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Becker: Steelers needs to sort out off-the-field drama for on-the-field success

| Monday, September 24, 2018

Have you been watching this season’s hottest new drama?

It really has it all — infighting, shocking twists, complete breakdowns, temper tantrums, betrayals, the list goes on. It’s entertaining, thrilling or infuriating depending on your point of view.

It’s called “The Pittsburgh Steelers.”

Instead of starting 2-0 and leading the AFC North, as predicted, the Steelers are 0-1-1 after tying the Cleveland Browns on the road and losing to the Kansas City Chiefs at home. They’re sitting at the bottom of a weak division, stars are holding out or skipping practices and players are publicly calling each other out in the press.

Let’s recap, shall we?

— Contract negotiations with running back Le’Veon Bell went nowhere over the summer (again), and he decided to hold out into the season rather than playing on the franchise tag for a second-straight year. He missed the team’s first two games and will miss their third, and now the Steelers are opening up trade discussions for him.

— Members of the Steelers publicly criticized Bell’s decision, including offensive linemen David DeCastro, Maurkice Pouncey and Ramon Foster, leading to a Twitter frenzy over whether or not that was appropriate. (It wasn’t.)

— The Steelers tied a division opponent that had lost every game since Dec. 24, 2016. Ben Roethlisberger threw three interceptions to go along with his two lost fumbles, the Steelers defense blew the 14-point lead they had heading into the fourth quarter and the offense couldn’t capitalize on multiple opportunities to win it in overtime, including a missed field goal.

— About that missed field goal — Pittsburgh’s normally excellent kicker Chris Boswell (my personal favorite of the team’s “Killer B’s”) has already missed his only two field goal attempts and is 6-of-7 on extra point attempts so far this season, leading to calls from some fans for the Steelers to cut him.

— The defense played abysmally against the Chiefs, as Kansas City quarterback Patrick Mahomes II threw more touchdowns (six) than incompletions (five). The offense got off to a slow start, but with Roethlisberger’s eventual 452 yards, zero interceptions and four total touchdowns, there is no excuse for a 42-37 loss.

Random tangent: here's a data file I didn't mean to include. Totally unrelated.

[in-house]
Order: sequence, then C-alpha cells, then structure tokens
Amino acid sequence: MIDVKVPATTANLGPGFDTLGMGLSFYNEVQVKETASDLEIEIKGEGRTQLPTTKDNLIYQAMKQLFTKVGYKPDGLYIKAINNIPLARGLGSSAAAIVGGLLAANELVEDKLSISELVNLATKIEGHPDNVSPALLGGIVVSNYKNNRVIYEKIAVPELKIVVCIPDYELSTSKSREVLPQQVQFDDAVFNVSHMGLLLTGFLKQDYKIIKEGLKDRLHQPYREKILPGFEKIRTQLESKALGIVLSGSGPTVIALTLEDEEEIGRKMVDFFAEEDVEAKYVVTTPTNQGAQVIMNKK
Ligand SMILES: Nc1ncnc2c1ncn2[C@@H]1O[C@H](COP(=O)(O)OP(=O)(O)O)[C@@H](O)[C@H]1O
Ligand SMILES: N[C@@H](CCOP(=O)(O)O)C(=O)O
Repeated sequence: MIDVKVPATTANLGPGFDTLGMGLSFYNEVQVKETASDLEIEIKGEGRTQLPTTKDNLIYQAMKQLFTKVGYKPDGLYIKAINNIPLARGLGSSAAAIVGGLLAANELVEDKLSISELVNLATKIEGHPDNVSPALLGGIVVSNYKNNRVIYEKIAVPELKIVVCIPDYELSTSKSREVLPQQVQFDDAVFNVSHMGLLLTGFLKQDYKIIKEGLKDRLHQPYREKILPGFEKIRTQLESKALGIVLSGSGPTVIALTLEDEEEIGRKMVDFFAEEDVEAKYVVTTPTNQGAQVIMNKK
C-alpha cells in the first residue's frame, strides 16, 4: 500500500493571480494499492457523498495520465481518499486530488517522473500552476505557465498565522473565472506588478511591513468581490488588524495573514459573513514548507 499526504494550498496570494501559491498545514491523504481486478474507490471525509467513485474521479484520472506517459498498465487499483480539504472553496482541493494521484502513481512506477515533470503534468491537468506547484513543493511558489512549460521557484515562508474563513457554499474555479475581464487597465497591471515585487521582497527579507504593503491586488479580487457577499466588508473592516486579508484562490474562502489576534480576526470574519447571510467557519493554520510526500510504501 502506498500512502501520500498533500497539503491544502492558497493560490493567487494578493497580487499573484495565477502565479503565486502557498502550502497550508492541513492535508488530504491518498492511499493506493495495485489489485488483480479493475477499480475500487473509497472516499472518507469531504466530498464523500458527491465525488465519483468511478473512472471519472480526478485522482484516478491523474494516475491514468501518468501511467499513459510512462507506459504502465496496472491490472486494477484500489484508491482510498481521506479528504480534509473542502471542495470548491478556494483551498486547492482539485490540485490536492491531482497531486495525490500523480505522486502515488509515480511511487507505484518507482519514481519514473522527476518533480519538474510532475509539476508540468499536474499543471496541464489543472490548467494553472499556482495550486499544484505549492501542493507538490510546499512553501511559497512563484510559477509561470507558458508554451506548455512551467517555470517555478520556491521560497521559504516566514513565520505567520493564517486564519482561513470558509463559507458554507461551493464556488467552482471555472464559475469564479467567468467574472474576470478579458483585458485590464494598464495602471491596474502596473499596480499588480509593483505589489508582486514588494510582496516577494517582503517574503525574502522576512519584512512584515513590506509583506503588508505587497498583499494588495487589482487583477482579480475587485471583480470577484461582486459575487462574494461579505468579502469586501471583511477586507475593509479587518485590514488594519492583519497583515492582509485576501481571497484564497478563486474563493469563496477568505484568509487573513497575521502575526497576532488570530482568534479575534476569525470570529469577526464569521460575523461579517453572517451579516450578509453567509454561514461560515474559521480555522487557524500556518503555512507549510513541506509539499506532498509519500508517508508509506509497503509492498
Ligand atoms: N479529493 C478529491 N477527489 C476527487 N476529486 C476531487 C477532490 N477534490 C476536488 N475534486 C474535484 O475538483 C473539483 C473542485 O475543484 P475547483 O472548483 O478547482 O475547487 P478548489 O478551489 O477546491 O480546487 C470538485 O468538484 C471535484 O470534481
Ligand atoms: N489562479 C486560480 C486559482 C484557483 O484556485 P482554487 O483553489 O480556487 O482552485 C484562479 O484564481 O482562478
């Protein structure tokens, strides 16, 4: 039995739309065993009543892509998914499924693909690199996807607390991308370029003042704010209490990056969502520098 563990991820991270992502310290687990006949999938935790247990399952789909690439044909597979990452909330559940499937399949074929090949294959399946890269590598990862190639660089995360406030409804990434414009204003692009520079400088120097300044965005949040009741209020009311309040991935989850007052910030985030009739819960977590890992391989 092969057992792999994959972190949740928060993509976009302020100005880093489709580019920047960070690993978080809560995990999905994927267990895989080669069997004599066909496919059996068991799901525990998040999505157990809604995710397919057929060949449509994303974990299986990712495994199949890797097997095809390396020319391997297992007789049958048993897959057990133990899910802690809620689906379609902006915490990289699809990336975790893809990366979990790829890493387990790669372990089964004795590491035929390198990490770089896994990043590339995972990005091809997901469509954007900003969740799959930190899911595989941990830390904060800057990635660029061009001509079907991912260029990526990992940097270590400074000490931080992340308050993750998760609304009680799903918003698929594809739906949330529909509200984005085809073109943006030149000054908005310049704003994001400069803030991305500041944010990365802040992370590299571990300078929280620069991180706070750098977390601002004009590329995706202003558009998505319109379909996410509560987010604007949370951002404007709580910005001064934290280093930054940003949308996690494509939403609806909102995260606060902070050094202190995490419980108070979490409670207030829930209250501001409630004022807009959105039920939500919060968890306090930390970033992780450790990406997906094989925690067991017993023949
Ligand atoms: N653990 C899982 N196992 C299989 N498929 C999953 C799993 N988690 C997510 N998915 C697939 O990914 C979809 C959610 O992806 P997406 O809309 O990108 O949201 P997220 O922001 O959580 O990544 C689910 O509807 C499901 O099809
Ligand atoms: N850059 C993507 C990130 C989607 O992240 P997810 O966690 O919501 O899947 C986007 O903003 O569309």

— Antonio Brown has been even more dramatic than usual. He got into a fight with new offensive coordinator Randy Fichtner on the sideline, he skipped practice the day after the Chiefs loss and he has already had to apologize twice for Twitter gaffes in which he threatened a reporter and dared the Steelers to trade him.

So yes, the Buffalo Bills might have had a starter retire during halftime of the team’s second game, but even with that, nothing in the NFL rivals the absolute fiasco that has been the Pittsburgh Steelers this season.

The Steelers need to turn this season around fast, and not just with a decisive win over the Tampa Bay Buccaneers on Monday night. In addition to settling down on the field, limiting offensive turnovers and hopefully playing some defense, the players need to drop the behind-the-scenes drama.

Head coach Mike Tomlin has always run a pretty loose operation in terms of his team’s off-the-field conduct, but he needs to start stepping up. The distractions have reached an absurd rate, and it’s no longer enough to “talk to” Antonio Brown about his social media use. This is not the first time Brown’s social media (and other) antics have hurt and distracted the team, so if Tomlin needs to tell him to get off Twitter for a few weeks, he should do so. Brown is extremely passionate, which makes him a great football player, but he needs to learn to save it for the field.

The Steelers also must put Bell in their rearview mirror. His replacement, James Conner, has been playing decently, but he only got eight carries against the Chiefs, and with a 0-1-1 record there is absolutely no pressure on Bell to come back anytime soon for fear of his value diminishing. I hate to see it, but Bell’s done with Pittsburgh and it’s time for the Steelers to move on from and stop talking about him.

Finally, there’s no concrete solution for this problem, but the Killer B’s need to stop killing themselves. Roethlisberger struggles on the road just about every season, but his turnover rate typically correlates with the Steelers’ losses (just look at their 30-9 loss to the Jacksonville Jaguars last season, in which Roethlisberger threw five interceptions). He’s still one of the best quarterbacks in the league when he shows up, but “Road Ben” is a major concern for Pittsburgh. And while last season Boswell kicked multiple game-winning field goals as time expired, he hasn’t looked anything like himself this year. Calls to cut him are absurd, but the Wizard of Boz needs to get his magic back as quickly as possible to prove his skeptics wrong.

The beginning of this season has generated plenty of disastrous storylines to entertain (or exasperate) fans. I, for one, am ready for the Steelers’ redemption arc.

The views expressed in this column are those of the author and not necessarily those of The Observer.

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About Courtney Becker

Courtney is a senior from New York City majoring in film, television and theater with a minor in journalism, who recently wrapped up her year as Editor-in-Chief. She is a former resident of Pasquerilla West Hall and a die-hard Pittsburgh Steelers fan.

Contact Courtney